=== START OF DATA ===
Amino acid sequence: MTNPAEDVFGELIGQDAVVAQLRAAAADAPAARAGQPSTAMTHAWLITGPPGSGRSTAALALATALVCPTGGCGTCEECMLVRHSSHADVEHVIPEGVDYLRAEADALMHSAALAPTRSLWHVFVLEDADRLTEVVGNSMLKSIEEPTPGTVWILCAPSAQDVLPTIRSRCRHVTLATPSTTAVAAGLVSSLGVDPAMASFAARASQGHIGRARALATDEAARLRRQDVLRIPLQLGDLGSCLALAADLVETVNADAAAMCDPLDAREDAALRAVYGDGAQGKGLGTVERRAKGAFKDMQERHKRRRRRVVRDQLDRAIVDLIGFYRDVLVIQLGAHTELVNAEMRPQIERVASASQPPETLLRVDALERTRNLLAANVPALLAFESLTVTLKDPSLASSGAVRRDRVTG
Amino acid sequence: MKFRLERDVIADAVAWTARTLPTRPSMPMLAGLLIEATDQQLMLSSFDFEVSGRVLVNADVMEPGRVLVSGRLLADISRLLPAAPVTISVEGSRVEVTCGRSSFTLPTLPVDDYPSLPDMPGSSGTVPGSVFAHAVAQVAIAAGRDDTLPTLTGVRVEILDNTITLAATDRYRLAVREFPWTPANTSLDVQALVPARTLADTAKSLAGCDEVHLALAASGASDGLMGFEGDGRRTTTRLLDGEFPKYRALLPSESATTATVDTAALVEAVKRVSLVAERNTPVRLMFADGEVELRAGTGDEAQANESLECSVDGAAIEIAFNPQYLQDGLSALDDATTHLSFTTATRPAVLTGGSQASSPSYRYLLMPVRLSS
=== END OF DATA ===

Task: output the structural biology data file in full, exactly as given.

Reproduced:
Amino acid sequence: MTNPAEDVFGELIGQDAVVAQLRAAAADAPAARAGQPSTAMTHAWLITGPPGSGRSTAALALATALVCPTGGCGTCEECMLVRHSSHADVEHVIPEGVDYLRAEADALMHSAALAPTRSLWHVFVLEDADRLTEVVGNSMLKSIEEPTPGTVWILCAPSAQDVLPTIRSRCRHVTLATPSTTAVAAGLVSSLGVDPAMASFAARASQGHIGRARALATDEAARLRRQDVLRIPLQLGDLGSCLALAADLVETVNADAAAMCDPLDAREDAALRAVYGDGAQGKGLGTVERRAKGAFKDMQERHKRRRRRVVRDQLDRAIVDLIGFYRDVLVIQLGAHTELVNAEMRPQIERVASASQPPETLLRVDALERTRNLLAANVPALLAFESLTVTLKDPSLASSGAVRRDRVTG
Amino acid sequence: MKFRLERDVIADAVAWTARTLPTRPSMPMLAGLLIEATDQQLMLSSFDFEVSGRVLVNADVMEPGRVLVSGRLLADISRLLPAAPVTISVEGSRVEVTCGRSSFTLPTLPVDDYPSLPDMPGSSGTVPGSVFAHAVAQVAIAAGRDDTLPTLTGVRVEILDNTITLAATDRYRLAVREFPWTPANTSLDVQALVPARTLADTAKSLAGCDEVHLALAASGASDGLMGFEGDGRRTTTRLLDGEFPKYRALLPSESATTATVDTAALVEAVKRVSLVAERNTPVRLMFADGEVELRAGTGDEAQANESLECSVDGAAIEIAFNPQYLQDGLSALDDATTHLSFTTATRPAVLTGGSQASSPSYRYLLMPVRLSS